So…What About Lubrication???

lube

You hear all the time that during or after menopause, women tend to be “drier down there” and their ability to become lubricated is quickly diminished due to decreased estrogen in the body.  I hear women complain about a “sand paper” feeling in their vagina that they experience with simple tasks like wiping after going to the bathroom or with sexual activity, especially initial penetration during vaginal intercourse.

I can remember being in Whole Foods with my Aunt (age 62) and as we were picking up some other supplements, I pointed out the vitamin E oil.  I told her, frankly, it would help with any vaginal dryness, and that it was a great lubricant.  Now my Aunt is a total tree- hugging, all natural kind of gal, and she was all-out shocked by my comment!  Then, she laughed and said, “Good to know…”  I could tell she was slightly embarrassed.  This really bothered me because it wouldn’t be weird if I told her about a great lotion from Kiehl’s that I use on my face (yes, their tinted moisturizer is the best) but instead I told her what was good for her vagina, which I suppose isn’t usually a typical topic of conversation.  My point is that even though we all know that vaginal dryness goes hand in hand with menopause, we still don’t talk about it.

Now, you can only imagine that the same vaginal dryness is also NEVER talked about after having a baby.  You may not realize, but after having a baby and especially while breastfeeding, one’s estrogen is super low…again, leading to less lubrication. I will never forget the first time I heard one of the OB’s I work with tell his patient, “Congratulations! You just had your first child and although you are only 32, your vagina feels like it just went through menopause.”  I now say that all the time to my patients (wish I could take credit for that one) and every woman says the same thing, “I had no idea.”  This often-surprising side effect can stick around for up to a year after delivery (if you breastfeed that long; & longer if you breastfeed longer) so it can really take a serious toll on your vaginal health.

A measure of vaginal lubrication – natural or supplemental – is essential for most sexual activity, and certainly for vaginal intercourse.  A lack of adequate lubrication can often be a source of pain.   Not to mention, the lack of adequate lubrication could result in tiny micro tears along the inside of the vaginal lining, causing tissue damage and leading to soreness or spotting after intercourse.  Last time I checked, neither of those is very pleasant and not something you want your body to associate with sex.  Not only that but decreased estrogen often limits the ability of tissues to heal properly, especially relevant if there is scar tissue from any perineal tearing during childbirth.

No one can predict the amount of estrogen one will have post-partum and how the presence, or lack of this hormone can drive how your vagina feels.  The only thing we can do to combat this is be aware and take action to help your vagina feel like she is “back to her old self.”  This first thing I tell each of my patients is to use vitamin E oil at night once they are all healed from the delivery.  Vitamin E has excellent tissue healing properties and just a dime size portion rubbed just inside the vulva (the area just past your opening about a knuckle-length inside) can help rejuvenate the tissues and make things feel “more smooth.”  I’m continuously impressed with the positive results I hear about from Vitamin E use!!!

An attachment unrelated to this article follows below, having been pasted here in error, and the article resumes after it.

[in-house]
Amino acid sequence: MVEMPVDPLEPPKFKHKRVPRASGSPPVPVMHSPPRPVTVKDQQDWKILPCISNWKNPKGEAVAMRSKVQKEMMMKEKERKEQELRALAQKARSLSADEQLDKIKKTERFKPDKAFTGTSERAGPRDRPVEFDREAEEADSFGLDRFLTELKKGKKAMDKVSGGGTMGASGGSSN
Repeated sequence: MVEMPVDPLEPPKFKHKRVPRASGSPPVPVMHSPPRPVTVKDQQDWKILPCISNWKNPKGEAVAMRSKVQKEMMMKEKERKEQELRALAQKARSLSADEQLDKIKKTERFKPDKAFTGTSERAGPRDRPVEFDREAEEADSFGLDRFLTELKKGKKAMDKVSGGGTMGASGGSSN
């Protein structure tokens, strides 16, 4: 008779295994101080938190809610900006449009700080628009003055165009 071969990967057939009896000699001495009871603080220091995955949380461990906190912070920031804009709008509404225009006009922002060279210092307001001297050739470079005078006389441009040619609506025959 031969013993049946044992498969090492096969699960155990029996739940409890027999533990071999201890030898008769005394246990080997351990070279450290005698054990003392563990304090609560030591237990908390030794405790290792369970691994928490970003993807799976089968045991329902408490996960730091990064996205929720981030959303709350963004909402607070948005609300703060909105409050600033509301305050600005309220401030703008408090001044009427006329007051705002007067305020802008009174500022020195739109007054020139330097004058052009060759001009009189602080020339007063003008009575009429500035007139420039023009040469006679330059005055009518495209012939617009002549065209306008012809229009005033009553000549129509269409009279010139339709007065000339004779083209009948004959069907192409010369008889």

Increased blood flow also helps to lubricate our muscles and help to promote improved tissue healing.  This can come from total body blood flow, like walking, or more locally, from exercising your pelvic floor muscles…the right way.   This is a controversial statement, because so many women do their Kegels wrong and often do not relax their muscles with repetitive or prolonged muscle contractions.   The ability to relax your pelvic floor is just as helpful as the ability to contract, and is essential when it comes to increasing blood flow.  Further, the actions of our pelvic floor muscles – whether right or wrong – are intimately connected to our breath.  The “right” version is using the inhalation to draw down the diaphragm and facilitate pelvic floor relaxation or lengthening and the exhalation (blowing out) to facilitate any pelvic muscle contraction.

Lastly, there are sadly so many negative connotations associated with using “artificial” lubrication.  I hear from women all the time that it hurts their partner’s feelings or that it’s too weird to bust out in the “heat of the moment.”  If there is heat in the moment to begin with, I think vaginal dryness, discomfort, and pain would be more of a buzz-kill than reaching for the lubricant.  We need to understand that lubrication is a natural part of the female sexual response cycle is very helpful when trying to reach climax or orgasm, so where’s the problem in giving ladies a leg up when they need it?  There should be no shame in using lubrication, and in fact, I encourage it!

There has been a huge emphasis in this blog about the “menopausal vagina post-partum” but clearly you can see that any sort of switch in hormones can influence how your vagina is feeling.  This means a change in birth control or maybe a change in your thyroid function or treatments for vaginal cancers can lead to these same symptoms.  Take the time to listen to your body, and if it feels dry, make sure you take the time to lube it up!

-Vicky Yeisley

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